•   “Very” is almost unusable, for the same reason that exclamation points are not
    used – make your results earth-shattering, not your prose.

•   Maintain the same tense between subject and predicate. A safe bet in scientific
    writing is to always use past tense.

•   Avoid jargon, slang, and word usages too recent to be in a good dictionary.
    (Dictionaries are always catching up to usages that have become common in
    spoken and written English. The principal of conservatism in language is that we

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    allow magazines, newspapers, and cable television to establish new words, and
    they work their way in to scientific text only after they are sufficiently established
    to enter the dictionary.) (A corollary: you will need a dictionary, not just a spell-
    checking program.)

•   Pay attention to spelling. Spell checkers are useful; they are not yet sufficiently
    capable to notice most cases where an incorrectly spelled word comes out as the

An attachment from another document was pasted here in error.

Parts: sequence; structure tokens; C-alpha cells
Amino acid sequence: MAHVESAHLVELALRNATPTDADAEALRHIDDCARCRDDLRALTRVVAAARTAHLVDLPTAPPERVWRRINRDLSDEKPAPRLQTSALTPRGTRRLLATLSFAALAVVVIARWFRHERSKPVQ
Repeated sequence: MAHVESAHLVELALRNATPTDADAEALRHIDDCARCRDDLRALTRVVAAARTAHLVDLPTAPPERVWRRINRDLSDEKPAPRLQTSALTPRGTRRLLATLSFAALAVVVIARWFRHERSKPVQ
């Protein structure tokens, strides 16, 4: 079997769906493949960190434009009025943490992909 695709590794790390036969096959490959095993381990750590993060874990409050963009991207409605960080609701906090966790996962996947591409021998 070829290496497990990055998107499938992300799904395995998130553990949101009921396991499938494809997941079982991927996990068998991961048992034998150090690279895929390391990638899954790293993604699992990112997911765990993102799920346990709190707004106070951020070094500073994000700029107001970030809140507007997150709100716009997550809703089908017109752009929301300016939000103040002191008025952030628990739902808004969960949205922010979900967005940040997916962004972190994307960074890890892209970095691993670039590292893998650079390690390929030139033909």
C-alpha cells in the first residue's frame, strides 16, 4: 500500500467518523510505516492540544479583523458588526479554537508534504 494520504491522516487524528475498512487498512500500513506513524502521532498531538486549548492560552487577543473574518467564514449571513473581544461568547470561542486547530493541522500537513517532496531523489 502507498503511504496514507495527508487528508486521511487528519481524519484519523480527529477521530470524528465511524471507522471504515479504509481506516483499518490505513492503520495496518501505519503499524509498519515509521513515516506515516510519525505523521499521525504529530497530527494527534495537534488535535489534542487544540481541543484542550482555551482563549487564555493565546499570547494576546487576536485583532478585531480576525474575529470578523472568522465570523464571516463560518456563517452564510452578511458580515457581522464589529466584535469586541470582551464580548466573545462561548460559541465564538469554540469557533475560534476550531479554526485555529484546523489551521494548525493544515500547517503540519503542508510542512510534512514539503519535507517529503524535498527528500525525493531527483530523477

wrong English word. Some of what follows will be caught by a spell-checker, but
    not all will.

•   To, too. (Two does not seem to cause so many problems.)

•   Alot is not aword.

•   “Must of been” and “must a been” are transcribed pronunciations of “must have

•   “It’s” is a contraction for “it is,” and we avoid contractions. “Its” is the
    possessive form of “it,” and it has no apostrophe.

•   The word ‘earth’ is capitalized when referring to our planet, and it is not
    capitalized when referring to soil, turf, and so on. When referring to our planet,
    Earth is never plural – we have only one.

•   Try to minimize the number of sentences that start with “The,” “This,” “That.”
    Try to reduce to zero the number of sentences that start with “There are” or
    “There is.”

•   Do not start a phrase or sentence with “it is interesting to note that” or similar
    constructions. If you think it is interesting, make it interesting rather than
    bludgeoning a reader with your opinions.

•   “Data” is the plural of “datum.”

•   Many phrases derived from Latin are listed in the dictionary as words that have
    been absorbed into English and should not be italicized: in situ, per se, et cetera,
    ad nauseum. Most of these two-word phrases are considered a single object,
    despite the space, and should never be hyphenated even when used as adjectives.